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Five songs off my iPod

March 13, 2014 - Zach Baker
Five songs off my iPod, at random. On a musical kick lately.

1. The Underdog, by Spoon Why it's here: Heard it when traveling in a car with my much more hip brother and sister-in-law. Ridiculously catchy and bouncy, it's brass parts elevate the song to a a classic.

Favorite line: "The thing that I tell you now, it may not go over well."

Final thoughts: Try to hear this and not dance.

2. Do For The Others, by Stephen Stills

Why it's here: It's long been my contention that Stills was the driving creative force and catalyst for every band he was in. Totally underrated, but a brilliant songwriter who fused musical formulas to the point where the styles he was blending became one. "Do For The Others" is a gem on an album overshadowed by Stills' biggest solo hit -- "Love the One You're With."

Favorite: "She is gone. There is no tomorrow. It is done."

Final Thoughts: Stills was a source of some of the eras most creative and interesting work, and Stephen Stills 1 is him at what very well may have been his creative peak. This record is a must-have.

3. The Heart of the Matter, Don Henley

Why it's here: It's pop, but some of the lyrics in this song really get to me. It's a song of sadness and regret, but rises above most of Henley's solo work, in my opinion. Which isn't to say I dislike his solo stuff. But this song, with its conversational lyrics -- an oddity for the period and frankly the genre -- is a standout.

Favorite line: "I'm learning to live without you now... but I miss you baby. The more I know, the less I understand. All the things I thought I'd figured out, I have to learn again."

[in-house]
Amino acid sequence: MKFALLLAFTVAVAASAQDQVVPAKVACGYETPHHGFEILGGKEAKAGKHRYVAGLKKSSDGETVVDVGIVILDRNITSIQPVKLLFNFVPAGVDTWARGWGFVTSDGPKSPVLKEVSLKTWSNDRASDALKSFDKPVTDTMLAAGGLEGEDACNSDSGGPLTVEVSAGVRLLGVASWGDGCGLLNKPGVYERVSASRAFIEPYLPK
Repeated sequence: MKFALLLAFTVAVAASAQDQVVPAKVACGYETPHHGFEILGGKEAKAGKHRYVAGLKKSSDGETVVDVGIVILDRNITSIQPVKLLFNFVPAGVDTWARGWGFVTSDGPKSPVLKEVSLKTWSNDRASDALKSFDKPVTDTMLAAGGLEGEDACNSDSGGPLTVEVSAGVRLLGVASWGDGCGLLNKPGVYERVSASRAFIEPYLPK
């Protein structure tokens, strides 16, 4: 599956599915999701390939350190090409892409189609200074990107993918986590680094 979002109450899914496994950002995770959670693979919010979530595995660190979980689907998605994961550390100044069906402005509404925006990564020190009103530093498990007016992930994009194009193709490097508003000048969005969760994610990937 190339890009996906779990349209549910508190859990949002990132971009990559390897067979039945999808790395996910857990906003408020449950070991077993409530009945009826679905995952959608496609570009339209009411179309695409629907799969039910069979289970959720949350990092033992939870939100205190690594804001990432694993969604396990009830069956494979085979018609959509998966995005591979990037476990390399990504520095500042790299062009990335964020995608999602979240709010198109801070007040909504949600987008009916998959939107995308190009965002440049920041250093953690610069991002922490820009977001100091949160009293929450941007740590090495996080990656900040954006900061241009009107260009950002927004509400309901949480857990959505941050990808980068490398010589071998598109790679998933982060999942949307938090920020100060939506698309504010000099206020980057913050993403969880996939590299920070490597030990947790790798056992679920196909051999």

Final thoughts: Look, Henley is not exactly my favorite artist. I often kid my dad because his favorite song -- Desperado -- was written by Henley. But this song is one of his most heartfelt, and important.

4. So Serious, ELO.

Why it's here: I just talked about this on my friend Kevin Wernert's Club MoneyDubs Podcast about the Traveling Wilburys. By this time, ELO was effectively a Jeff Lynne production vehicle, as he was honing the sounds that would become prevalent in the hit solo work of George Harrison, Tom Petty and Roy Orbison later in the 80s. Lynne produced most of that. If you liked that (and I love it), you'll like this. "So Serious" is catchy and slick, rocking at a good pace and over before it wears out its welcome, a Wilburys song before the Wilburys existed.

Favorite Line: "I guess we've really been out of touch. But can it really be so serious."

Final thoughts: The final track on ELO's Greatest Hits release, it sounds nothing like early ELO, but by this point Lynne was moving on, or at least it seemed that way.

5. I Won't Back Down-- Tom Petty.

Why it's here: One of the best tracks from one of my favorite artists. Period.

Favorite line: In a world that keeps on pushing me around but I'll stand my ground. And I won't back down."

Final Thoughts: More slick Jeff Lynne production, though this song has proved just as effective when Petty scales it back to an acoustic performance. Everyone can relate to this song.


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